Relevance of Research for Residency

Discussion in 'General Residency Issues' started by tbo, May 29, 2008.

  1. tbo

    tbo MS-4

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    I've been perusing a number of the residency forums and have found a considerable amount of discussion on doing research during medical school to improve ones chances of getting into some residences, notably the competitive ones such as derm, radiology, orthopedics, etc.

    My question is, what exactly are program directors looking for with respect to ones research experiences/achievements? What one gets from research experience can range from nothing (doing a small part in a big project that you are given little to no context for but you go through the motions in order to "do research") to truly moving the field (properly designing a study that really tests and challenges the field and its experts). Is it as simple as showing a time-commitment to a subspecialty? Is it the fact that it exercises a different side of the brain from medical school (applying the rote memorization/theories learned to make something meaningful out of it). Critical thinking abilities? Ability to analyze data? Is it as simple as observing their ability to be academic clinicians?

    Has anyone ever discussed this with program directors candidly? I'd be interesting in hearing what exactly they're looking for.
     
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  3. atsai3

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    Program Directors at academic centers are looking for people they would be proud to have represent their institution. At a minimum that includes knowing you can fulfill their service requirements and won't fail the boards. Nothing can compensate for lack of clinical competency: if you're going to make the program look bad to the other specialties, or make your fellow residents struggle to pick up your slack, then they don't want you.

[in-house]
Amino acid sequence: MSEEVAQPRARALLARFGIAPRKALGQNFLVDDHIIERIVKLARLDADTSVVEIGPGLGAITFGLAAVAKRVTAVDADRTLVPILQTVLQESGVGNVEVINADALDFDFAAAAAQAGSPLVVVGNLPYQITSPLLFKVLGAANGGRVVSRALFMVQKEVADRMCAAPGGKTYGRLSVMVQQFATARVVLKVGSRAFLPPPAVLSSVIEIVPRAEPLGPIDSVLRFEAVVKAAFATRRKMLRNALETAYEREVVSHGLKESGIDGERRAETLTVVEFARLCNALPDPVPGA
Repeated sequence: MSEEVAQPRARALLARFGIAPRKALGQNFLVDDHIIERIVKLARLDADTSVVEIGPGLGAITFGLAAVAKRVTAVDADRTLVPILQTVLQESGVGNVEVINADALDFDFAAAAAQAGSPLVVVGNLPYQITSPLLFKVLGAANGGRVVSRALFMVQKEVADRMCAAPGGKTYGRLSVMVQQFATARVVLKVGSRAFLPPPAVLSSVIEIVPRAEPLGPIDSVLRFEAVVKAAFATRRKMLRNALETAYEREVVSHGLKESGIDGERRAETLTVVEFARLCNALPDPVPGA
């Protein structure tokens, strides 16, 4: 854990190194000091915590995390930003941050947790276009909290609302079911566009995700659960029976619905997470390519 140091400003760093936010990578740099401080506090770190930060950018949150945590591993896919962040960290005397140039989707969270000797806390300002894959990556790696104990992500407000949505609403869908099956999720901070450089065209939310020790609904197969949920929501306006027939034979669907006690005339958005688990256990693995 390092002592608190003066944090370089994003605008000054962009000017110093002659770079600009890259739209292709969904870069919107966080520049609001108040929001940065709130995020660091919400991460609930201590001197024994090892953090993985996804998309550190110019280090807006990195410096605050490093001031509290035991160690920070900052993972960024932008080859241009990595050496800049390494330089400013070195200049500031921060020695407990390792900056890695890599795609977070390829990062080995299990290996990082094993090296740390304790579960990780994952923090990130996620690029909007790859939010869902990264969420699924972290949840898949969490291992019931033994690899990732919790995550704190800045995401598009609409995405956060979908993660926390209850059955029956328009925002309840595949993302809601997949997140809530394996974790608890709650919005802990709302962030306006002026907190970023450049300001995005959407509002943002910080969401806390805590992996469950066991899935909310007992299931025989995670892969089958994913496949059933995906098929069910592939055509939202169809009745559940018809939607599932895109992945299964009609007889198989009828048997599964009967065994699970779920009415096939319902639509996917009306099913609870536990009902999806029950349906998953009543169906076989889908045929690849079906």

With regards to research, they are looking for people with intellectual curiosity and who have the potential to be leaders in academic medicine. If you represent yourself as "interested in research" on your residency application, the program will likely make every attempt to match you with an interviewer with interests in roughly the same sphere as yours, so you should be prepared to discuss your research. Within a few minutes it will be apparent whether you were a disinterested lab monkey going through the motions or whether you were truly engaged in the project and can see how it fits into a broader overall program of research.

    -AT.
     
  4. Faebinder

    Faebinder Slow Wave Smurf

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    Program directors are usually uninterested in research, the usually are too busy being program directors to be good researchers. The faculty of university programs on the other hand look for candidates that want to do research because it helps continue their research. So if you wish to get bonus points with committees then research is one way.... but attracting the PD's attention to rank you higher is not based on one factor.
     

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